32 32 revised 1/30/07 Reading First Elements and Sustainability s Leadership (organization, goals, priorities, communication) s Culture (shared vision, beliefs, practices and commitments) s SBRR curriculum (core, supplemental, intervention programs) s Instruction (differentiation, grouping, delivery) s Formative assessment/use of data for instructional planning s Professional development s Coaching s Use of time (90’+) and additional learning opportunities s Use of recurring resources s District support

33 33 revised 1/30/07 Barriers to Sustainability: Leadership s turnover of leadership (principal, coach) s lack of attention to reading culture s lack of instructional leadership s the leadership is concentrated in one person s lack of support from the district for maintaining effective leadership at the school level

34 34 revised 1/30/07 Strategies for Sustainability: Leadership Addressing Staff Turnover s reading-based hiring practices (posting, recruiting, screening, interviewing, doing reference checks) *(see handout) s re-assignment of staff-- Place principals, coaches and teachers based on vision and skills which match the needs of the students in the school s cultivate leaders (planned succession (Fullan, 2005) u provide training, opportunity, support, recognition u have current leaders mentor potential leaders

35 35 revised 1/30/07 Strategies for Sustainability: Leadership Addressing reading culture and instruction s review/revise job descriptions for principal and coach s set high expectations for leaders regarding outcomes and hold them accountable s supervise and evaluate principals and coaches on the variables related to strong outcomes s provide support for leaders to meet outcomes (mentoring) s structure strong collaboration between principal & coach s establish strong building reading team

36 36 revised 1/30/07 Shifting Leadership Priorities Instructional Leader/educator with a strong focus on improving instruction and student achievement Managerial Administrator/Supervisor Political Negotiator/facilitator  Requires a shift in typical school leadership priorities. Reading First:

37 37 revised 1/30/07 Distributing leadership across multiple staff members and roles s Who are the reading leaders in your school? potential leaders? s What are the roles they play or can play to help sustain Reading First elements? s What can you do to cultivate their leadership potential? “Don’t rely on a hero. Rely on the team” -Rob Horner

38 38 revised 1/30/07 Features That Promote Sustainability of Reading First Results 1.1 Leadership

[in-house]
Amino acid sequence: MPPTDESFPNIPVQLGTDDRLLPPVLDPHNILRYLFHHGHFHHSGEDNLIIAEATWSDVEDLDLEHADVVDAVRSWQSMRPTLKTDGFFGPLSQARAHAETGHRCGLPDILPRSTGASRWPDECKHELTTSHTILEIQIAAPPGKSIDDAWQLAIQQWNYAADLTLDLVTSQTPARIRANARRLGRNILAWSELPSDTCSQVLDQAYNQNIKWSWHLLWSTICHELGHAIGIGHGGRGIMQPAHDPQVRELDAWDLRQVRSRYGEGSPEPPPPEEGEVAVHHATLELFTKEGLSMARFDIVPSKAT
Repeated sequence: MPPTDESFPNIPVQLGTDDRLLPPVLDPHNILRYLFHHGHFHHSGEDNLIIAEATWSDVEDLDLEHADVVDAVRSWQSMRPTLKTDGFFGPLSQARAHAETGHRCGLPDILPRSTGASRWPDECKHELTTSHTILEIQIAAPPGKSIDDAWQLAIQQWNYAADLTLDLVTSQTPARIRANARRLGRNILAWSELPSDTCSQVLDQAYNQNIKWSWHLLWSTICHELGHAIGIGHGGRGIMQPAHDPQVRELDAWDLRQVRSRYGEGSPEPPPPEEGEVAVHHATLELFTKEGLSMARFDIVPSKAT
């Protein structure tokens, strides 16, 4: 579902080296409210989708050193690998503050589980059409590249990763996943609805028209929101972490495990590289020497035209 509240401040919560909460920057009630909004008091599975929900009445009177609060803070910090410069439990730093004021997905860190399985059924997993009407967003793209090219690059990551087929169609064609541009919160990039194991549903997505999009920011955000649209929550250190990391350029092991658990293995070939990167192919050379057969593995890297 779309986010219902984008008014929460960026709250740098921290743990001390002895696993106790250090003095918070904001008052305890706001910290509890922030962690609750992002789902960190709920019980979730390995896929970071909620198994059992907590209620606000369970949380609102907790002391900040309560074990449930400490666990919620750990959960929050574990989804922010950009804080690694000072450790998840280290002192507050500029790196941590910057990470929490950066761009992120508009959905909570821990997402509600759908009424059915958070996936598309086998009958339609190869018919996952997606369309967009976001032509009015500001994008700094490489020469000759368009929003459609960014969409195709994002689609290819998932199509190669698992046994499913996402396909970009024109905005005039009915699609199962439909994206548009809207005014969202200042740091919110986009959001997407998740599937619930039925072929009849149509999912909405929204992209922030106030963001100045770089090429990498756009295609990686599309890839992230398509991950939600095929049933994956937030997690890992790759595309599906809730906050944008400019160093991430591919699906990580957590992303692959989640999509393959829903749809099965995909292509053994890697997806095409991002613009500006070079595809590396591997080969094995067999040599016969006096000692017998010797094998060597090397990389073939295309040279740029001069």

39 39 revised 1/30/07 Reading First Elements and Sustainability s Leadership (organization, goals, priorities, communication) s Culture (shared vision, beliefs, practices and commitments) s SBRR curriculum (core, supplemental, intervention programs) s Instruction (differentiation, grouping, delivery) s Formative assessment/use of data for instructional planning s Professional development s Coaching s Use of time (90’+) and additional learning opportunities s Use of recurring resources s District support

40 40 revised 1/30/07 Reading culture: What is it? s “How we do things here” (with respect to reading) u the materials we use u the training & support we provide u the instruction we plan and deliver u the assessments we conduct u the way we use time & other resources u the leadership we provide for reading u our shared mission, vision, beliefs, expectations, norms, values & practices around reading outcomes

41 41 revised 1/30/07 The components of reading culture student outcomes culture community engagement around reading cultivation of input/buy-in communication about the culture shared mission/vision/beliefs commitment to continuous improvement common understanding of student context common evidence-based practices shared expectations of students culture

42 42 revised 1/30/07 Barriers to sustainability: Developing strong reading culture s change of leadership (principal or coach) s lack of participation by principal s staff turnover (new teachers) s changing goals/priorities at district/school level s loss of urgency for improved outcomes s “cultural drift”

43 43 revised 1/30/07 Strategies for sustainability: developing strong reading culture s district level u hire and assign district leaders and principals committed to Reading First goals and student achievement u communicate with data to school board and schools s school level u develop teacher capacity to understand data and deliver instruction aligned w/each student’s needs u examine student data regularly to assure progress; adjust instruction as needed s classroom level u regularly monitor student progress u regularly meet with grade level team to adjust grouping and instruction as needed

44 44 revised 1/30/07 Reading First Elements and Sustainability s Leadership (organization, goals, priorities, communication) s Culture (shared vision, beliefs, practices and commitments) s SBRR curriculum (core, supplemental, intervention programs) s Instruction (differentiation, grouping, delivery) s Formative assessment/use of data for instructional planning s Professional development s Coaching s Use of time (90’+) and additional learning opportunities s Use of recurring resources s District support

45 45 revised 1/30/07 Barriers to Sustainability: Curriculum s insufficient training and follow-up support on program implementation s Insufficient attention to fidelity of implementation s insufficient differentiation of curriculum s lack of funds for replacement materials